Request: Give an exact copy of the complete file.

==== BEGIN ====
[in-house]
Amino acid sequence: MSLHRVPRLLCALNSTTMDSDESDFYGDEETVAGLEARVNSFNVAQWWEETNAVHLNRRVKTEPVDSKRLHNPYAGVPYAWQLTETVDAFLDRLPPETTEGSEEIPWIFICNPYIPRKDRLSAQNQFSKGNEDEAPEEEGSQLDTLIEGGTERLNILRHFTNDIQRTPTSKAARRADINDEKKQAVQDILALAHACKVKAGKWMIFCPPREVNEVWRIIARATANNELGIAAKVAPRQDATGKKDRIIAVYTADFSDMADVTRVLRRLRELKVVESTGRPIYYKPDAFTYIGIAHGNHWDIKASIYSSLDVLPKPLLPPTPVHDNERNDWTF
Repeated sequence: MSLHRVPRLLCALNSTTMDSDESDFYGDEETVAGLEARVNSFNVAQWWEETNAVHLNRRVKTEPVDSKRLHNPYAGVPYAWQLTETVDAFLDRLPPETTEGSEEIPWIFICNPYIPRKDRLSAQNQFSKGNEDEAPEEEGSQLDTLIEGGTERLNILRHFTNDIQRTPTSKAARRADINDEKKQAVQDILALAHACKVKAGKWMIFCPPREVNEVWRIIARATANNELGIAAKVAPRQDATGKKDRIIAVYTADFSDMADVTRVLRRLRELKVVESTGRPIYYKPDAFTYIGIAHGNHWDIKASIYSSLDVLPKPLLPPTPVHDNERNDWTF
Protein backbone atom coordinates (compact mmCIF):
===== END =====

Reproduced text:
[in-house]
Amino acid sequence: MSLHRVPRLLCALNSTTMDSDESDFYGDEETVAGLEARVNSFNVAQWWEETNAVHLNRRVKTEPVDSKRLHNPYAGVPYAWQLTETVDAFLDRLPPETTEGSEEIPWIFICNPYIPRKDRLSAQNQFSKGNEDEAPEEEGSQLDTLIEGGTERLNILRHFTNDIQRTPTSKAARRADINDEKKQAVQDILALAHACKVKAGKWMIFCPPREVNEVWRIIARATANNELGIAAKVAPRQDATGKKDRIIAVYTADFSDMADVTRVLRRLRELKVVESTGRPIYYKPDAFTYIGIAHGNHWDIKASIYSSLDVLPKPLLPPTPVHDNERNDWTF
Repeated sequence: MSLHRVPRLLCALNSTTMDSDESDFYGDEETVAGLEARVNSFNVAQWWEETNAVHLNRRVKTEPVDSKRLHNPYAGVPYAWQLTETVDAFLDRLPPETTEGSEEIPWIFICNPYIPRKDRLSAQNQFSKGNEDEAPEEEGSQLDTLIEGGTERLNILRHFTNDIQRTPTSKAARRADINDEKKQAVQDILALAHACKVKAGKWMIFCPPREVNEVWRIIARATANNELGIAAKVAPRQDATGKKDRIIAVYTADFSDMADVTRVLRRLRELKVVESTGRPIYYKPDAFTYIGIAHGNHWDIKASIYSSLDVLPKPLLPPTPVHDNERNDWTF
Protein backbone atom coordinates (compact mmCIF):